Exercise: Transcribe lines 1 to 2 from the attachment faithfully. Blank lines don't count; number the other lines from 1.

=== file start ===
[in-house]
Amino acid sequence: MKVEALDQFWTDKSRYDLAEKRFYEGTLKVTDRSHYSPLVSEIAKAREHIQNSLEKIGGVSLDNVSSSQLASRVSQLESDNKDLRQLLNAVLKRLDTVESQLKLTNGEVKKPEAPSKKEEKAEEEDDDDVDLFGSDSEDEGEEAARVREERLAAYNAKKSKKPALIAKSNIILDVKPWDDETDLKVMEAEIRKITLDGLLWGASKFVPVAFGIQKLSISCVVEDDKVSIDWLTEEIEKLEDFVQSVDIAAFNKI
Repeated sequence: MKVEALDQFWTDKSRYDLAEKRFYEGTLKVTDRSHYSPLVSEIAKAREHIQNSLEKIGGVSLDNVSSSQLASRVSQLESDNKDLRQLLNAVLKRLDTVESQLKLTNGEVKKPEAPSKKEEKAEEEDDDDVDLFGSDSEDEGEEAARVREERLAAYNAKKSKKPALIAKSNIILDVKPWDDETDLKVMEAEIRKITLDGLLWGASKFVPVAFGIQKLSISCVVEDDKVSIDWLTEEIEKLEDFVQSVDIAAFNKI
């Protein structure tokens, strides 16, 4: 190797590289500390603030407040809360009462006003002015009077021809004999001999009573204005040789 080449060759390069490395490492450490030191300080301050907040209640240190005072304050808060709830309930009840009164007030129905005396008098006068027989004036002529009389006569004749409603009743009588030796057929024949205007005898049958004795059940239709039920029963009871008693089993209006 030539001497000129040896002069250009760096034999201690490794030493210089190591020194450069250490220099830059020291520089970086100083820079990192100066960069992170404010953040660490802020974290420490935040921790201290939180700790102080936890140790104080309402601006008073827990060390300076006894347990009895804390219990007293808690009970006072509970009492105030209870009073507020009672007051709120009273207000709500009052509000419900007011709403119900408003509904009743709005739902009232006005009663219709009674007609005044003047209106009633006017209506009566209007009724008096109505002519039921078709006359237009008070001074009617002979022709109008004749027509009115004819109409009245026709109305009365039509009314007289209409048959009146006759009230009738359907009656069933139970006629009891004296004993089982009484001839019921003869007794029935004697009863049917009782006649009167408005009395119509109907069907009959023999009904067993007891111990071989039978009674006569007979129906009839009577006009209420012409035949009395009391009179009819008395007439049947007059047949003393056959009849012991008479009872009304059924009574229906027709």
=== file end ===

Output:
[in-house]
Amino acid sequence: MKVEALDQFWTDKSRYDLAEKRFYEGTLKVTDRSHYSPLVSEIAKAREHIQNSLEKIGGVSLDNVSSSQLASRVSQLESDNKDLRQLLNAVLKRLDTVESQLKLTNGEVKKPEAPSKKEEKAEEEDDDDVDLFGSDSEDEGEEAARVREERLAAYNAKKSKKPALIAKSNIILDVKPWDDETDLKVMEAEIRKITLDGLLWGASKFVPVAFGIQKLSISCVVEDDKVSIDWLTEEIEKLEDFVQSVDIAAFNKI